Their latest and fourth watch is the 1941 Remontoire in a stainless steel case matching hand-decorated stainless steel bridges

Their latest and fourth watch is the 1941 Remontoire in a stainless steel case matching hand-decorated stainless steel bridges Photo by Grönefeld

Their grandfather Johan Grönefeld was born in Oldenzaal and started his career as a watchmaker in 1912, taught by his uncle. He established his workshop-boutique adjacent to St Plechelmus, a 13th century basilica and tower, and was tasked with looking after its clock mechanism. His son Sjef, also born in Oldenzaal, worked in the watch and jewellery sector and tended to the church clock when Johan passed away. As children, Bart and Tim played in their grandfather’s atelier and accompanied their father on his trips to maintain the church clock, and today, they follow in their footsteps.

“Oldenzaal is more than 1,000 years old and at the centre is the church tower. Everyone calls it the ‘old grey one’. This cold grey thing can be found in our movements, which are beautiful yet cold. The stainless steel gives them a very strong, masculine feel, so in that way we are very much defined by our town,” says Bart about his timepieces’ aesthetics. Finishing steel parts is actually more difficult, time-consuming and consequently more costly than traditional brass or nickel silver, so why does Grönefeld do it?

A good watchmaker sometimes can never take that scratch away because it is in plated metal, so we wanted to have a pure metal that could be refinished and repolished without plating or special machines.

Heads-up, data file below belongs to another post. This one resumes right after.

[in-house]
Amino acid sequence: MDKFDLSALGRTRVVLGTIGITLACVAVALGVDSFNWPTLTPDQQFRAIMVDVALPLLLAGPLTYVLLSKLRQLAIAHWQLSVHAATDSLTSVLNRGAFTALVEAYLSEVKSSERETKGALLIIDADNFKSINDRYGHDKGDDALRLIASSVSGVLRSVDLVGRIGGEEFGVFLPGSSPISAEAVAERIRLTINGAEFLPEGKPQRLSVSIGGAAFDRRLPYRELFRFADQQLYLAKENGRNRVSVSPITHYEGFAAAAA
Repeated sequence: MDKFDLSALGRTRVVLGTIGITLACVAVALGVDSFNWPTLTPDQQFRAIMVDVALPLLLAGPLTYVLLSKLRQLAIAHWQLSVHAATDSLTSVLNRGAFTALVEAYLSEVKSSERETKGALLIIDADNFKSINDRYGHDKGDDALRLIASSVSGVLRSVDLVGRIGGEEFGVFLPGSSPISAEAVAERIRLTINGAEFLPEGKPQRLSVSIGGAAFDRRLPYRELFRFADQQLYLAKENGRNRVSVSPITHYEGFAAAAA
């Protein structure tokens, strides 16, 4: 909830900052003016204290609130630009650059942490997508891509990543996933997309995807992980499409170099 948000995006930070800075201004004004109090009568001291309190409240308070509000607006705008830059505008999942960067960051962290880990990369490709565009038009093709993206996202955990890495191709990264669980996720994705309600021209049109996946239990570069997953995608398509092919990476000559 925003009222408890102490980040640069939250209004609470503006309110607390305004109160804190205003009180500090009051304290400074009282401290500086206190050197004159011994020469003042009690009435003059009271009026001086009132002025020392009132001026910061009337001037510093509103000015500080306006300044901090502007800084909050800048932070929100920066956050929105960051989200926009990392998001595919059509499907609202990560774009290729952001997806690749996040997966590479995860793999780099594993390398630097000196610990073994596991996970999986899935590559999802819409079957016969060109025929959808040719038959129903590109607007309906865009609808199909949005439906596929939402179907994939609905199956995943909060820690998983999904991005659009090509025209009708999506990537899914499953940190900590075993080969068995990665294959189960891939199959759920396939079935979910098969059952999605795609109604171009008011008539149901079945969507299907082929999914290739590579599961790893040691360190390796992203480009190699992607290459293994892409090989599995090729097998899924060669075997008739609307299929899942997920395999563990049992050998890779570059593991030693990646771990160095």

Bart replies, “We all know how movements look like in Swiss, English and German watchmaking, but not Dutch watchmaking. Wristwatches were actually never produced in the Netherlands. We were one of the first to develop our own movements, so we had to find original features. Things we don’t like – as I have seen from my after-sales service experience – are that some old movements have been touched by unqualified watchmakers and have scratches. A good watchmaker sometimes can never take that scratch away because it is in plated metal, so we wanted to have a pure metal that could be refinished and repolished without plating or special machines. Our stainless steel is the bare metal. Another advantage of steel is that there’s no plating afterwards. Plating is a huge risk that can damage many hours of work. For example, it can take up to one day just to bevel one bridge. If it’s damaged during plating, it’s a big loss. So we use pure metal; it’s meant to last for hundreds of years.”

The brothers launched their brand with the GTM-06 Tourbillon Minute Repeater in 2008

The brothers launched their brand with the GTM-06 Tourbillon Minute Repeater in 2008 Photo by Grönefeld